One Foot After the Next

I’m overwhelmed.

I’ve been looking at book review blogs and I had NO idea what I was getting into. It’s not a kiddy pool. It’s a motherfucking ocean and my orange floaties are only half inflated. This indie publishing stuff is hard. And apparently, an entirely different world that I didn’t know even existed. Don’t get me wrong—I’m psyched that I have the ability to put my stuff out there. But so does everyone else and MY GOD I’m standing in a flood zone. The water’s above my head and I’m trying my best to keep breathing.

Keep breathing.

But fuck.

Holy mother of everything sacred—there are MILLIONS of review sights with requests backlogged until December and here I come like a lost nomad, tapping on someone’s shoulder, hoping for a measly handout. Wow. Have I been not paying attention all this time? I mean, I only ventured into self publishing last year so*obviously* I’m learning as I go. I get that. But it’s like… a thing. A really competitive, really adult-professional thing that makes me want to pull the covers over my head and drown myself in a book. This is an Odysseus-length race and I’m still at the start line, scratching my head and wondering why I’m surrounded by a cloud of dust. I’ve got my water bottle and my sandals straps are tied and all, but I know I’m going to fall. A lot. I’ve probably already fallen and not realized it. The good thing is I can still get up, dust off my knees, retie the laces and try again.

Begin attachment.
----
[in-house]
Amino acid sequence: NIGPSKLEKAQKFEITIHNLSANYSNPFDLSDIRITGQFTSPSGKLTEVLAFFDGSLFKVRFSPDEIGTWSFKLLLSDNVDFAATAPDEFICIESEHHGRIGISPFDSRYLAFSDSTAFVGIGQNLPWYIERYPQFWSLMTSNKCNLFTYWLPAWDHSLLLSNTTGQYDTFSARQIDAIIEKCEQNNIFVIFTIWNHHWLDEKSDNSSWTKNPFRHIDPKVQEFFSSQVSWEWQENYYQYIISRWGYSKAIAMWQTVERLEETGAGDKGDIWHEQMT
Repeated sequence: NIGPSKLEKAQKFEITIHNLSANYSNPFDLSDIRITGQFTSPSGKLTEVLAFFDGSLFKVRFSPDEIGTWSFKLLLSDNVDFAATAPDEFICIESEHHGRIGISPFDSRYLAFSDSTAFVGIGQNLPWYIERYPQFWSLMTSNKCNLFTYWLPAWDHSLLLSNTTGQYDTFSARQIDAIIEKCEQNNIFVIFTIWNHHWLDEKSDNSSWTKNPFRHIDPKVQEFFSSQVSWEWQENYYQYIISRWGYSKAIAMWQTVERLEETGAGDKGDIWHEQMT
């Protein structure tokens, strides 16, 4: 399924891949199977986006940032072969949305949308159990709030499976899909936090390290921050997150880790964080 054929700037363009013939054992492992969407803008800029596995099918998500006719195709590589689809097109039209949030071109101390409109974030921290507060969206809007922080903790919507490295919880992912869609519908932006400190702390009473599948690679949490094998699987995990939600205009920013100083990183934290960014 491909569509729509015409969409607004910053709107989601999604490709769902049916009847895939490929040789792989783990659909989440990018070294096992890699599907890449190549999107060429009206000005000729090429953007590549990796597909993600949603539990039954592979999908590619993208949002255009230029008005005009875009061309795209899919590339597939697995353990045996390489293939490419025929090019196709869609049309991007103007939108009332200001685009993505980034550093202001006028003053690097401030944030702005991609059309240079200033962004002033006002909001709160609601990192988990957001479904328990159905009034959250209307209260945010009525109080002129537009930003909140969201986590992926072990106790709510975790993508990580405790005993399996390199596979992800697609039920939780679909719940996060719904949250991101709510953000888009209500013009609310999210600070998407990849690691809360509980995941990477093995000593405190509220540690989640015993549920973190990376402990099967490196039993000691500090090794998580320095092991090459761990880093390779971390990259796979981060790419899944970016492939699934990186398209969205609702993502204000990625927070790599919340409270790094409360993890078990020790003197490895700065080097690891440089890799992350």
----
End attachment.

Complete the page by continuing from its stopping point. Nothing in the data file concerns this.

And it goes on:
It’s all about one foot after the next.

I’m glad no one told me it was going to be this hard. Actually, I’m ECSTATIC. Because even though I’d like to give myself credit, I’m not sure I would’ve ventured forward knowing what I do now. Okay… maybe I would. Just because this dream is that potent. But I would’ve needed a lot more wine and a few dozen bags of Oreos. Fuel for the journey to Troy.

Because that’s what this is.

A journey. Most times it seems impossible. Ridiculously, mind-numbingly impossible. I keep thinking how am I going to do this? How will I reach the finish line? There’s no way I can get there—not in this lifetime. But at least I’ve started, right? That’s good. That’s something. Every journey starts with a single step they say. And I’ve taken one or two of those. A stumble, maybe, but there’s been progress. I just need to keep breathing, have faith and continue putting one foot after the next.